Benjamin Geissler’s holographic artwork ‘The Picture Chamber of Bruno Schulz’ sleeps, folded in on itself, in a giant suitcase near the border of Poland, Germany and the Czech Republic
As a Schulz fan, and out of a sense of awe of the strangeness and depth of feeling behind all the events that followed Geissler’s re-discovery of Schulz’s murals, I am desperate to see the holographic version of the pantry and the murals. But it doesn’t look as though that will be very easy.
The difficulties today relate directly to the circumstances of the creation of the murals.
Back in 1942, in Drohobych, in Ukraine, through the winter, Bruno Schulz, a Jewish man who wrote a small number of startlingly vivid surreal stories in Polish and made etchings, covered the walls of a pantry in a Gestapo Commander’s house with a series of grotesque fairy tale images. Schulz was shot later that year, in November 1942. After the war power changed hands again and again and the murals were ‘lost’ until German documentary film- maker Benjamin Geissler tracked them down in 2001.
In Lost and Gone Away I have re-told some of the story of what happened when the ‘find’ became known. In terms of the facts, the murals were mostly removed from the walls and taken to different places. In terms of the emotions of the story, the facts are the result. You could never make up a story so fierce.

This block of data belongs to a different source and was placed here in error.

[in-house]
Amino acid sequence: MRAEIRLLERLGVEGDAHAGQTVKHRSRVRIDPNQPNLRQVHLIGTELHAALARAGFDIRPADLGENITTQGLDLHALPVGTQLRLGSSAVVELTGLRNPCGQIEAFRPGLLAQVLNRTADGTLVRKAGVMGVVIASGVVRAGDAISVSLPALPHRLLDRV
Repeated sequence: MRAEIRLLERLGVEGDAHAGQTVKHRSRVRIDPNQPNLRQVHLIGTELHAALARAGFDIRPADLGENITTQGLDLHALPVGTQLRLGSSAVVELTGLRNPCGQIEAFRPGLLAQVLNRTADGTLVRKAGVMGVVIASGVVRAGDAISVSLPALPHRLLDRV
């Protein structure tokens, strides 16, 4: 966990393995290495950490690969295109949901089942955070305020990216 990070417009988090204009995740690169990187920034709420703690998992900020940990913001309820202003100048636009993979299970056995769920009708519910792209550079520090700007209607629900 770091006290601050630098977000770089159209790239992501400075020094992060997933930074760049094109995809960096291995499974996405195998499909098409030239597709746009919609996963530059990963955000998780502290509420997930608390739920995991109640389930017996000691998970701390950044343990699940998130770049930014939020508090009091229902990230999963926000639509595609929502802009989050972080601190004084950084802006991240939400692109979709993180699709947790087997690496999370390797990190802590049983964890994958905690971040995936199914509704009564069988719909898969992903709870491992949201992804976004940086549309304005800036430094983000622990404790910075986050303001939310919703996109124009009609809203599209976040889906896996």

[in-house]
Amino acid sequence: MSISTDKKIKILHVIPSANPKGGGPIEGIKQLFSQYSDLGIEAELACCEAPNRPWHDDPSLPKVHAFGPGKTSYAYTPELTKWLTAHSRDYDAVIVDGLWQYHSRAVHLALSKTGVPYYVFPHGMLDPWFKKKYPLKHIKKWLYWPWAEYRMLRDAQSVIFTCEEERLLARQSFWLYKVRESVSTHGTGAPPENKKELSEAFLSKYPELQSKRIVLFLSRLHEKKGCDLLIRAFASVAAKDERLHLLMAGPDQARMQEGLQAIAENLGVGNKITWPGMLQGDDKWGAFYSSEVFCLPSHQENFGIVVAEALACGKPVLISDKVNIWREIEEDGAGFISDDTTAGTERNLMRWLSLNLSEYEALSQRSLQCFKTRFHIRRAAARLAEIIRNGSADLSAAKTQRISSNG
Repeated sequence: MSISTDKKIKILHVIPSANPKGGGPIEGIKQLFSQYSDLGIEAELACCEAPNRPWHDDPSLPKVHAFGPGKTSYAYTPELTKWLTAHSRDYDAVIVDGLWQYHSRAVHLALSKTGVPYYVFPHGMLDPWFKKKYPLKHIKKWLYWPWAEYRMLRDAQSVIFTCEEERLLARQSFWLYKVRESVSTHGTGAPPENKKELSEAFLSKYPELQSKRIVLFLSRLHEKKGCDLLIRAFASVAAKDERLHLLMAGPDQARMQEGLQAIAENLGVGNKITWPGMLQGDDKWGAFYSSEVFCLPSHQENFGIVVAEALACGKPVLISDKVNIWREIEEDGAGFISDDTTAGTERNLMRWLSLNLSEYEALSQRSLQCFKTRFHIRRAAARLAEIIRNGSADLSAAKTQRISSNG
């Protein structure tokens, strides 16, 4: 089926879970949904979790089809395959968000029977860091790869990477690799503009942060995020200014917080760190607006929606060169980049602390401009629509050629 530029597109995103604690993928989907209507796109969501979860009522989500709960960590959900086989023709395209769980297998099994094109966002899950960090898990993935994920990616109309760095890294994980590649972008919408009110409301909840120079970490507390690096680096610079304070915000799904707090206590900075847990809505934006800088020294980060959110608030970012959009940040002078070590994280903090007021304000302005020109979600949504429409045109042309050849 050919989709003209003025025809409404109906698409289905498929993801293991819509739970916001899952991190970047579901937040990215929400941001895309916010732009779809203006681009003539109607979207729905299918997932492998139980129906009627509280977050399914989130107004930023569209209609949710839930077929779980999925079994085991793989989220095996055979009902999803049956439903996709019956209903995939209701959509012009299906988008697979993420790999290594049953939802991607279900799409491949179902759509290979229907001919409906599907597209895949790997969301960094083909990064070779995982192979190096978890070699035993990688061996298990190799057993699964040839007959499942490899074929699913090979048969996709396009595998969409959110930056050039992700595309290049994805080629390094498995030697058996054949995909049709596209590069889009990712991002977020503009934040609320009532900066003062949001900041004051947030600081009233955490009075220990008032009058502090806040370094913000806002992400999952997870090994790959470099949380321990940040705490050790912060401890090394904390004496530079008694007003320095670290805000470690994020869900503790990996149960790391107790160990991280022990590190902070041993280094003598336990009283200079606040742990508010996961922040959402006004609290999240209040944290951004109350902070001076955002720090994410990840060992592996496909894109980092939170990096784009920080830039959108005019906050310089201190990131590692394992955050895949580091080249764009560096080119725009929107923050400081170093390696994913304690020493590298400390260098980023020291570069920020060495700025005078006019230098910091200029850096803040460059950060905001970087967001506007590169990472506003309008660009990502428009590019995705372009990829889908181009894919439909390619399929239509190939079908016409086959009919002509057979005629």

Fortunately, Geissler had filmed the pantry before any of these changes happened. He used that film to create the holographic artwork ‘The Picture Chamber of Bruno Schulz: The final work of a genius’. You can see the set-up of the holographic pantry here: http://www.benjamingeissler.de/Die-Bilderkammer-des-Bruno-Schulz-MGB-Berlin-Gallery.htm
This week I asked Geissler where ‘The Picture Chamber of Bruno Schulz: The final work of a genius’ will be showing in the summer of 2016. I learned that ‘The Picture Chamber of Bruno Schulz: The final work of a genius’ is parked up at the moment, at Großhennerdorf near the border triangle of Germany, The Czech Republic and Poland. Geissler is unsure when or where he will be able to show the work next. It is common to think that making art is the hardest part of being an artist. Maybe it is. But right up there, equal in difficulty in my view, is the problem of finding money to show the art.
Perhaps I will end up visiting the work in a suitcase, in a storage unit, in a complex part of Europe? This week I am almost overwhelmed by the feeling that the suitcase is the pantry re-closing itself around the murals, or the murals gathering the suitcase in around themselves. But visiting the site may make a very different impression. I am rather prone to over-metaphorising.